Elucidating the role of NEK8 in the replication stress response
- The genome is under constant threat by DNA damage arising from endogenous and exogenous sources, and it is particularly susceptible to damage during DNA replication. Using a genome-wide siRNA screen to identify proteins necessary for genome maintenance in the presence of replication stress, we identified NEK8/NPHP9, a ciliary protein kinase associated with two renal ciliopathies in humans and mice, nephronophthisis (NPHP) and polycystic kidney disease (PKD). Renal ciliopathies are a leading cause of kidney failure, but their exact etiology is poorly understood. Recent findings have shown that several genes linked to the DNA damage signaling are mutated in patients with NPHP or NPHP-like diseases. However, whether loss of the DNA damage response (DDR) itself played a causal role in NPHP is not clear, and the underlying mechanism linking these genes to NPHP is not addressed. This thesis work provides new mechanistic insight into the functions of the NIMA-related kinase, NEK8, in suppressing DNA damage arising from replication stress, and for the first time connects the replication stress response to cystic kidney diseases and renal ciliopathies. Here we directly demonstrate that replication stress, caused by the DNA polymerase inhibitor aphidicolin, as well as NEK8 loss, affects renal cell architecture in a 3D-culture system. Moreover, NEK8 mutation leads to replication stress and DNA damage in the pre-cystic kidney. We further establish that NEK8 is a crucial effector of the replication stress response and that it functions as part of the ATR-dependent signaling pathway, regulating replication fork dynamics and fork stability through effects on CDK activity. We also show NEK8's role in the replication stress response is compromised by ciliopathy-causing mutations. Thus, our study strongly suggests that excessive replication stress or a defect in the ability of cells to respond to replication stress leads to chronic damage in renal epithelial cells and kidney failure in ciliopathies. The major contributions of this dissertation are: (1) We validated NEK8 as a high confidence hit from a previously described unbiased siRNA screen designed to uncover genes that help maintain genome stability during DNA replication stress. (2) Cells lacking NEK8 form spontaneous DNA double-strand breaks (DSBs) which further accumulate when replication forks stall. (3) NEK8 acts at the replication fork to regulate fork dynamics and replication origin firing, particularly under conditions of replication stress. (4) NEK8 functions in the ATR pathway, interacting with ATR and other components of the replication checkpoint, and it suppresses S-phase CDK activity during replication to prevent premature origin firing. (5) NEK8 mutations, which produce kinase-inactive protein or juvenile cystic kidneys (jck), abolish the interaction of NEK8 with ATR and fail to prevent DNA damage accumulation in NEK8-deficient cells. (6) Disruption of NEK8, as well as replication stress induced by aphidicolin, perturbs both ciliogenesis and spheroid structure in a 3D assay that models renal kidney architecture and NPHP. This study therefore provides the first direct evidence that replication stress contributes to renal ciliopathies and mechanistic insight into how it does so. Furthermore, it identifies a new critical component of the replication stress response: NEK8.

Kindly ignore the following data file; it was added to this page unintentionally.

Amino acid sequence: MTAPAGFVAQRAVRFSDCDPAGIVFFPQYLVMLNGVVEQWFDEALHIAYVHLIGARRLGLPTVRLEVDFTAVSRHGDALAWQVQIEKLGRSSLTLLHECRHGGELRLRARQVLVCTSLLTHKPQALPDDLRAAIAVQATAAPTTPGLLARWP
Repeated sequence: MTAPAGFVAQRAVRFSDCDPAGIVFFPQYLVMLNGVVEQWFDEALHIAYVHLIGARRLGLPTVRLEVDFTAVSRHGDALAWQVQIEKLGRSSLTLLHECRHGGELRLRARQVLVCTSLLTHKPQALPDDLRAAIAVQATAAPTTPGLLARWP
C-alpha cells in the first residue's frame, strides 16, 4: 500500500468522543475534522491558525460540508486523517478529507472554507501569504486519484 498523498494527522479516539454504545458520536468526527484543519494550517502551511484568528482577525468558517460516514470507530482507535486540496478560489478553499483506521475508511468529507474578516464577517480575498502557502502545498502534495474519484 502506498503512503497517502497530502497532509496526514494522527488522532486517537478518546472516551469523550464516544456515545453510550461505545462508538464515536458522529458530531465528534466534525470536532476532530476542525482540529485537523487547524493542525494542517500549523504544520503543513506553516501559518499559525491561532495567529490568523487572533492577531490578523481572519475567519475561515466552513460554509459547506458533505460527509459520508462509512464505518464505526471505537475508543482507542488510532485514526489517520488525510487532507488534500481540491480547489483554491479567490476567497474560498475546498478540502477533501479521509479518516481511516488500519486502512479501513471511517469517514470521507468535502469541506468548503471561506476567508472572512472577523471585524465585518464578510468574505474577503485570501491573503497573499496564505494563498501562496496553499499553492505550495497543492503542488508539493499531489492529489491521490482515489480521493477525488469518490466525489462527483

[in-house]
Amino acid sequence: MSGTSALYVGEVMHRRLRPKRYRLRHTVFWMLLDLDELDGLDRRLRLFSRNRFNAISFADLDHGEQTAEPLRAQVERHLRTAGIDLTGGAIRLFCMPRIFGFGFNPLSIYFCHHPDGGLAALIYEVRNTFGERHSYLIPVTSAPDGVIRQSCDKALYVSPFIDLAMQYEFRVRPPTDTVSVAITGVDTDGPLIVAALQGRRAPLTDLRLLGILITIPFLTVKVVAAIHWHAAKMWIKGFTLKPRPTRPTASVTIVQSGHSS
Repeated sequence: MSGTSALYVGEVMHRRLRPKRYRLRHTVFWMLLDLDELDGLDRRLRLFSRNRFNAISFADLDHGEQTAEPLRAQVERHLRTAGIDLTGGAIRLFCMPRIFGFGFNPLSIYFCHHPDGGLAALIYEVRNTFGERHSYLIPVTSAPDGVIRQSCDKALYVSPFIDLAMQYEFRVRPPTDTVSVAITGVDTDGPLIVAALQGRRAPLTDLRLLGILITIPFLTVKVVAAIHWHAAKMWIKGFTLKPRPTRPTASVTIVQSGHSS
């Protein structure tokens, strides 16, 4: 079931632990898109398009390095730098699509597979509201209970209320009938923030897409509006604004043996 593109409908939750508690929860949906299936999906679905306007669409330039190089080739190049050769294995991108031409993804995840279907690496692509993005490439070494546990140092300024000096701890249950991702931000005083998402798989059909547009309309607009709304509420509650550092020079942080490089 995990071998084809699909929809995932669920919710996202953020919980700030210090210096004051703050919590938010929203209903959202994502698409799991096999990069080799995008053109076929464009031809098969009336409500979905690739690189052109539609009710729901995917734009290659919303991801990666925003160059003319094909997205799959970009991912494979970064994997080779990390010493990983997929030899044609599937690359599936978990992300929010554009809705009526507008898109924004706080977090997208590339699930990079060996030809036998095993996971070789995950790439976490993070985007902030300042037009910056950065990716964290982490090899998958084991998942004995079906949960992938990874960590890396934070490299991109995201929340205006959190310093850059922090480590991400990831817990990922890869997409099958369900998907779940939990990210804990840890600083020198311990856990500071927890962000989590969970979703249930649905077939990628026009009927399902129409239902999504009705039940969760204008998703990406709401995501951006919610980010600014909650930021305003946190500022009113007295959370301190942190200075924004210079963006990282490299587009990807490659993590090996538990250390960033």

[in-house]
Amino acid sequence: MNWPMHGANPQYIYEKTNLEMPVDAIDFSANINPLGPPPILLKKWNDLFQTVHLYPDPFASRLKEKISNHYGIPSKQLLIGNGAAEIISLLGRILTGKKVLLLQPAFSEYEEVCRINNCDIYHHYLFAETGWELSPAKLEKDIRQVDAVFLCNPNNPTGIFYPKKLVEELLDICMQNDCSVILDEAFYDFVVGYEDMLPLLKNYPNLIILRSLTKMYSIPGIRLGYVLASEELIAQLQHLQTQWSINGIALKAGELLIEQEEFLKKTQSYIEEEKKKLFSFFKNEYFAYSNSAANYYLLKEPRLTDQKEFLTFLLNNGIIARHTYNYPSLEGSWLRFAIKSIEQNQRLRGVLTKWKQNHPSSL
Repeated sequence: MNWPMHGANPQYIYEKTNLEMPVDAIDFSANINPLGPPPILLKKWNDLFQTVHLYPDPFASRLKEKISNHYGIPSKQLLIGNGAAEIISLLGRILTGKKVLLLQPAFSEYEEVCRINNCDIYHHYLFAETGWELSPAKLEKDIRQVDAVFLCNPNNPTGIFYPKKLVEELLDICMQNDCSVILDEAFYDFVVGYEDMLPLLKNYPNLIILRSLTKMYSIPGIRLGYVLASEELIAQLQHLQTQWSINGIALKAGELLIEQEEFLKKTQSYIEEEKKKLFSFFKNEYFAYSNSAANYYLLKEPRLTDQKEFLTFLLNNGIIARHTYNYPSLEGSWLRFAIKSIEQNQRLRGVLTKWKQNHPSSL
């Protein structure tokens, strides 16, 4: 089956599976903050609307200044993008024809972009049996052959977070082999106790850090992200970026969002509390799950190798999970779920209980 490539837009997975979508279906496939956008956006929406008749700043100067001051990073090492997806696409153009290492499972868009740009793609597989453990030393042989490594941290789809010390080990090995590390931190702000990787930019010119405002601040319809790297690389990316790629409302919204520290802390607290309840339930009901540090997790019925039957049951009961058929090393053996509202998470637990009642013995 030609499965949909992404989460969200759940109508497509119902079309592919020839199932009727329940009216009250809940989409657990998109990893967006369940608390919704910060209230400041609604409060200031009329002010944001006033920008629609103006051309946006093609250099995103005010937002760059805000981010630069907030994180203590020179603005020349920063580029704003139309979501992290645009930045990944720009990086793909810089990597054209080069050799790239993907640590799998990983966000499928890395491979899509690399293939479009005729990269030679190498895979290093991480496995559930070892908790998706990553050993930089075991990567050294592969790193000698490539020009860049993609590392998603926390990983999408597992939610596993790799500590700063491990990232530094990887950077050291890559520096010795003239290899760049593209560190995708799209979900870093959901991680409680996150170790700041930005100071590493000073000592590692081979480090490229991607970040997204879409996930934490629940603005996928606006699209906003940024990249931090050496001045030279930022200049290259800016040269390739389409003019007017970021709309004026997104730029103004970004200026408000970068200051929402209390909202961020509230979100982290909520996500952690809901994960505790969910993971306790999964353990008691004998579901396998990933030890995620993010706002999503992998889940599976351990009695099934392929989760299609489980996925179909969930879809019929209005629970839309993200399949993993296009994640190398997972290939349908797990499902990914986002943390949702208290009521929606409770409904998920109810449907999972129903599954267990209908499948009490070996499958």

|Type of resource
|electronic; electronic resource; remote
|1 online resource.
|Choi, Hyo Jei
|Stanford University, Department of Chemical and Systems Biology.
|Ferrell, James Ellsworth
|Ferrell, James Ellsworth
|Statement of responsibility
|Hyo Jei Choi.
|Submitted to the Department of Chemical and Systems Biology.
|Ph.D. Stanford University 2013
- © 2013 by Hyo Jei Choi
- This work is licensed under a Creative Commons Attribution Non Commercial 3.0 Unported license (CC BY-NC).
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